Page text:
Last updated by Mmeal Comments (6)

A weblog, or blog, is arguably one of the fundamental DNA pieces of most types of social networking site. The simplest form of personal publishing, it allows for text-based notes to be published in reverse-chronological order. Commenting is also an important part of blogging, turning an individual act of publishing into a conversation.

Elgg's blog expands this model by providing per-entry access controls and cross-blog tagging. You can control exactly who can see each individual entry, as well as find other entries that people have written on similar topics using your same tags. You can also see entries written by your friends (that you have access to) and see them in your activity river (the entries flow in your activity page).

  • What is cross-blog tagging? What's useful for? Where do I find other entries on similar topics and see entries written by my friends?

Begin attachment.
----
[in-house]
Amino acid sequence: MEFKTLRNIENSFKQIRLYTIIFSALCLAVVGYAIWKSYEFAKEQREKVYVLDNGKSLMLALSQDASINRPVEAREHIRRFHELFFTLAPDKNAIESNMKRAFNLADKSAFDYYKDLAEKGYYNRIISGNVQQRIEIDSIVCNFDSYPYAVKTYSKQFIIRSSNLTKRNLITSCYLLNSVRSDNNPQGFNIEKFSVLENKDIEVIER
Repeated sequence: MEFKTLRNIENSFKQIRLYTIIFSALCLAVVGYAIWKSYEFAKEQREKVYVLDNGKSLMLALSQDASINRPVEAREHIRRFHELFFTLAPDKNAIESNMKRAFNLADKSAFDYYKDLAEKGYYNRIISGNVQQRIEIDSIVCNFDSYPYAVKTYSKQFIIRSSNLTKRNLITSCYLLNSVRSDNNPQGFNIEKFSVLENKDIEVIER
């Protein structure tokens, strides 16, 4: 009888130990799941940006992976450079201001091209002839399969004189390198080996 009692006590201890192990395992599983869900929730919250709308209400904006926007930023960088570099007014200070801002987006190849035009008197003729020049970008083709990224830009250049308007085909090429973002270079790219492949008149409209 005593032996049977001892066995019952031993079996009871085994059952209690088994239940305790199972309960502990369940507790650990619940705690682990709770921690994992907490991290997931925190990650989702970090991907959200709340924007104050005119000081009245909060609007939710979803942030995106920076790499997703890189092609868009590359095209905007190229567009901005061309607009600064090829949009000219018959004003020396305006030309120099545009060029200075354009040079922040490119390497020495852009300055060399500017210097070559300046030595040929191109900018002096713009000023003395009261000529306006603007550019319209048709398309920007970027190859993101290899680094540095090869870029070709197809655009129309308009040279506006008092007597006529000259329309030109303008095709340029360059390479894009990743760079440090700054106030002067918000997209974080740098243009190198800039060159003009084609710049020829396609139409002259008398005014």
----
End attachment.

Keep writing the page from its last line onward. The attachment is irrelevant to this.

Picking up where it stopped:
• It's usefull to exchange with foreign blogs...  

  • Exchange what? Posts? When do you need to exchange? I think I've never used it.

    What differences with the wire?

  • Not sure what's being asked here - the difference with the wire is the amount of content available, the comment system, tinymce integration...

    Tagging allows for a form of topical searching.  Tag clouds show the top tags in differing sizes relative to their frequency, clicking on a tag will show other content that shares that tag.

  • How can i subscribe to a blog?. I Created a blog post now i want the other user to subscribe to the blog so that they receive the updates of the blog

    Is their any plugin for that. I am using Elgg 1.8 version

  • that's an interesting angle ;-) like groups' notifications where users manage notifications and so.. get 'notified' via site messages, email etc. i reckon that to do the same - blogs would need to create it's own access collection for each blog so that users can 'subscibe' (set their notifications) -- a bit of coding here and there in the blog's start.php code should fix this up -> create_access_collection('<access-name>", <blog_guid>) and your're done ;-)